Truffle Hunting in Colorado and Oregon

Opportunities sprout like weeds across the cannabis edibles landscape. But dead-ends, while not as prolific, also lurk in corners of the edibles world. And what stands as a tantalizing route towards success in one state sometimes appears forbidding in others.

Consider tinctures. The form of cannabis that normally comes in a dropper bottle did OK in Colorado in January, with growth of 7 percent on sales of $1.3 million according to cannabis market research firm BDS Analytics. But growth for the broad edibles category — including things like chocolates, beverages and candy — was higher in January, at 9 percent. Clearly tinctures, which capture just 7 percent of the edibles market (compared to 49 percent for candy) are not one of the state’s faster-expanding sales categories.

Consider tinctures again, only instead of contemplating them in the state of enormous mountains and bright sun, think about them in a place with gigantic trees, lots of salmon and not so much brilliant light — Oregon. In the Beaver State, tinctures grew by 141 percent in January, and are the second-largest edibles category in the state, capturing 22 percent of all edibles sales (behind candy, which garnered 51 percent of edibles sales).

The big-picture look at edibles in January in Colorado

Big differences describe sales for a variety of styles of edibles in Colorado and Oregon. Infused foods (like cookies and brownies), for example, were down 9 percent in Colorado in January, but up by 75 percent in Oregon.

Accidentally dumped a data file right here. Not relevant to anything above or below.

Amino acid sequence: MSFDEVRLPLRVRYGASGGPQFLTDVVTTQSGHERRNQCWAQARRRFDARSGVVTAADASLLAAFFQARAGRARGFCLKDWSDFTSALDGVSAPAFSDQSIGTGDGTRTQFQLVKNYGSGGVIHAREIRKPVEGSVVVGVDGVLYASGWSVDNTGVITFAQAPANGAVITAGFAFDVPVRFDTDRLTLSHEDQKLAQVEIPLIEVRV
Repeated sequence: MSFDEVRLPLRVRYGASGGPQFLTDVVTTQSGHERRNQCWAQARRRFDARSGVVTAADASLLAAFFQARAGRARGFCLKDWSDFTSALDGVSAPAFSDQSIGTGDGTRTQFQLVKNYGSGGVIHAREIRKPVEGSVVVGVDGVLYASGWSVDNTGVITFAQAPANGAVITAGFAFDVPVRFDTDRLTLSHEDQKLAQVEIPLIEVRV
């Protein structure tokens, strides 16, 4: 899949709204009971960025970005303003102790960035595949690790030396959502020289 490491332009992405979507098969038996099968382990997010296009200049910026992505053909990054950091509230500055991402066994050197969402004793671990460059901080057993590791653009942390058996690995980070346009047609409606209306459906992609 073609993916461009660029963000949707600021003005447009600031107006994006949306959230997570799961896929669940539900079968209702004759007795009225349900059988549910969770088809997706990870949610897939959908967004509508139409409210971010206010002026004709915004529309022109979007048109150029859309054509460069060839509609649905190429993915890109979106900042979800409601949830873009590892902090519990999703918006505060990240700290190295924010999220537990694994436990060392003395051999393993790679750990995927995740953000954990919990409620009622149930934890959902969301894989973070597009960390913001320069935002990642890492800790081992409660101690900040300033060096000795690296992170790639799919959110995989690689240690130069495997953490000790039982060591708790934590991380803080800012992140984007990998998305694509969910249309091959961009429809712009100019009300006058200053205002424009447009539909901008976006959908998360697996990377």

Often, however, microtrends that are gaining traction in one state are mirrored in other states.

The chocolate market offers insights for edibles manufacturers. Overall, it grew at a plodding pace in Colorado in January, with growth of 8 percent. Meanwhile in Oregon, chocolate sales in January plummeted by 22 percent compared to a year earlier.

The big picture look at edibles in Oregon in January

But not all cannabis chocolate is created equal, to consumers in both states.

Chocolate bars? Sales in January were down by 6.5 percent in Colorado and by 38.5 percent in Oregon. And chocolate bars are — for now — the biggest slice of the chocolate pie.

But chocolate pieces — things like truffles and bon-bons? Sales are booming. Consumers in Colorado in January bought enough truffles to push growth for the category to 151 percent. In Oregon chocolate pieces growth rose to 57.5 percent.

And let’s dip into the wonderful world of gummies, a particular subcategory of edible (rather than a broad category, like chocolate) that is No. 1 in all states. The gummy has ruled in Colorado for a number of years, and growth continues to mount — up 34 percent in January, on sales of $6.5 million.

Oregonians love their gummies, too. Especially so far in 2018. Consumers spent $2.27 million on gummies in Oregon in January, representing growth of 312 percent.

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